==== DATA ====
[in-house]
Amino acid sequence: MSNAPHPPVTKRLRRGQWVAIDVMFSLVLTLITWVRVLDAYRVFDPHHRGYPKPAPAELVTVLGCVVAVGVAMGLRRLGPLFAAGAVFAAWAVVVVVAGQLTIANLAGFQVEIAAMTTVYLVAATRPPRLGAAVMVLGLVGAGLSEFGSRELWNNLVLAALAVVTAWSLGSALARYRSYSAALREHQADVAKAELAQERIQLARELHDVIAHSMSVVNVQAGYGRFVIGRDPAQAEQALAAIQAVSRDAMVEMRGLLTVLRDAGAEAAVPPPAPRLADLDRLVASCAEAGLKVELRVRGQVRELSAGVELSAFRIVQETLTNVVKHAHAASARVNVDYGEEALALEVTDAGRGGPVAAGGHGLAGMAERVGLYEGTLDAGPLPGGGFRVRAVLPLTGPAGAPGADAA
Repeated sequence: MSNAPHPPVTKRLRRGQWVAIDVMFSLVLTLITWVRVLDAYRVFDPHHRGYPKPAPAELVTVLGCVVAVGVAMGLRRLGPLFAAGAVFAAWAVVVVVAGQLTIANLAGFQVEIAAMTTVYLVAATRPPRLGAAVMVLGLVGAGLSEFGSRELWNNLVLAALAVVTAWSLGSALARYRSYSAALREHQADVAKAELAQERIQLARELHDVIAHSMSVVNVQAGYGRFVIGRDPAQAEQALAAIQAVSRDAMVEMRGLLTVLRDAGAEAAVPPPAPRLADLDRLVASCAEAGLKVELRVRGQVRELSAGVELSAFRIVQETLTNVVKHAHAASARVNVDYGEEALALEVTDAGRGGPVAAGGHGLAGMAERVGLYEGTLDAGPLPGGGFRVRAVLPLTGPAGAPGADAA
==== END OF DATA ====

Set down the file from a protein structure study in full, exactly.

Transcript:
[in-house]
Amino acid sequence: MSNAPHPPVTKRLRRGQWVAIDVMFSLVLTLITWVRVLDAYRVFDPHHRGYPKPAPAELVTVLGCVVAVGVAMGLRRLGPLFAAGAVFAAWAVVVVVAGQLTIANLAGFQVEIAAMTTVYLVAATRPPRLGAAVMVLGLVGAGLSEFGSRELWNNLVLAALAVVTAWSLGSALARYRSYSAALREHQADVAKAELAQERIQLARELHDVIAHSMSVVNVQAGYGRFVIGRDPAQAEQALAAIQAVSRDAMVEMRGLLTVLRDAGAEAAVPPPAPRLADLDRLVASCAEAGLKVELRVRGQVRELSAGVELSAFRIVQETLTNVVKHAHAASARVNVDYGEEALALEVTDAGRGGPVAAGGHGLAGMAERVGLYEGTLDAGPLPGGGFRVRAVLPLTGPAGAPGADAA
Repeated sequence: MSNAPHPPVTKRLRRGQWVAIDVMFSLVLTLITWVRVLDAYRVFDPHHRGYPKPAPAELVTVLGCVVAVGVAMGLRRLGPLFAAGAVFAAWAVVVVVAGQLTIANLAGFQVEIAAMTTVYLVAATRPPRLGAAVMVLGLVGAGLSEFGSRELWNNLVLAALAVVTAWSLGSALARYRSYSAALREHQADVAKAELAQERIQLARELHDVIAHSMSVVNVQAGYGRFVIGRDPAQAEQALAAIQAVSRDAMVEMRGLLTVLRDAGAEAAVPPPAPRLADLDRLVASCAEAGLKVELRVRGQVRELSAGVELSAFRIVQETLTNVVKHAHAASARVNVDYGEEALALEVTDAGRGGPVAAGGHGLAGMAERVGLYEGTLDAGPLPGGGFRVRAVLPLTGPAGAPGADAA